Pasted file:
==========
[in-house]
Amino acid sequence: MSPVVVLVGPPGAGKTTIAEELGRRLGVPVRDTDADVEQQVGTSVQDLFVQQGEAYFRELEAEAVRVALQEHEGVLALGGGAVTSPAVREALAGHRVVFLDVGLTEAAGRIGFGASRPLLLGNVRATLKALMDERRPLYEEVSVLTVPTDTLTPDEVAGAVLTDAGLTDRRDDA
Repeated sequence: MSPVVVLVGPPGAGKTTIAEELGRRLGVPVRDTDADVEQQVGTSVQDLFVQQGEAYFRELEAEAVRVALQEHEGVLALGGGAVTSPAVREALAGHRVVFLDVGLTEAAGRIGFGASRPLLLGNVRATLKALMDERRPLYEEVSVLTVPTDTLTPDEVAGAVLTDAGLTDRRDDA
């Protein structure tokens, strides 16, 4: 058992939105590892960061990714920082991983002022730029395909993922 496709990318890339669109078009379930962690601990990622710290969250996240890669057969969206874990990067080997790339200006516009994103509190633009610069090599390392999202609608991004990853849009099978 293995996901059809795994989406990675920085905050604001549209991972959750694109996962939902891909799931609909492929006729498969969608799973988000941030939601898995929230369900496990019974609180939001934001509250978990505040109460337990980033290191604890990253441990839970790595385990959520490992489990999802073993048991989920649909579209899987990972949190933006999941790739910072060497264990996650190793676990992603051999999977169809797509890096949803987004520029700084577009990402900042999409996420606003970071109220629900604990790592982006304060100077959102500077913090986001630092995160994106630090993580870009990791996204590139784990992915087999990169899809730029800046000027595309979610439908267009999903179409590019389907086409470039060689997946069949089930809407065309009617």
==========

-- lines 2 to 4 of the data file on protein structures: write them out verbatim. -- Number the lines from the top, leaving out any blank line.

Amino acid sequence: MSPVVVLVGPPGAGKTTIAEELGRRLGVPVRDTDADVEQQVGTSVQDLFVQQGEAYFRELEAEAVRVALQEHEGVLALGGGAVTSPAVREALAGHRVVFLDVGLTEAAGRIGFGASRPLLLGNVRATLKALMDERRPLYEEVSVLTVPTDTLTPDEVAGAVLTDAGLTDRRDDA
Repeated sequence: MSPVVVLVGPPGAGKTTIAEELGRRLGVPVRDTDADVEQQVGTSVQDLFVQQGEAYFRELEAEAVRVALQEHEGVLALGGGAVTSPAVREALAGHRVVFLDVGLTEAAGRIGFGASRPLLLGNVRATLKALMDERRPLYEEVSVLTVPTDTLTPDEVAGAVLTDAGLTDRRDDA
């Protein structure tokens, strides 16, 4: 058992939105590892960061990714920082991983002022730029395909993922 496709990318890339669109078009379930962690601990990622710290969250996240890669057969969206874990990067080997790339200006516009994103509190633009610069090599390392999202609608991004990853849009099978 293995996901059809795994989406990675920085905050604001549209991972959750694109996962939902891909799931609909492929006729498969969608799973988000941030939601898995929230369900496990019974609180939001934001509250978990505040109460337990980033290191604890990253441990839970790595385990959520490992489990999802073993048991989920649909579209899987990972949190933006999941790739910072060497264990996650190793676990992603051999999977169809797509890096949803987004520029700084577009990402900042999409996420606003970071109220629900604990790592982006304060100077959102500077913090986001630092995160994106630090993580870009990791996204590139784990992915087999990169899809730029800046000027595309979610439908267009999903179409590019389907086409470039060689997946069949089930809407065309009617």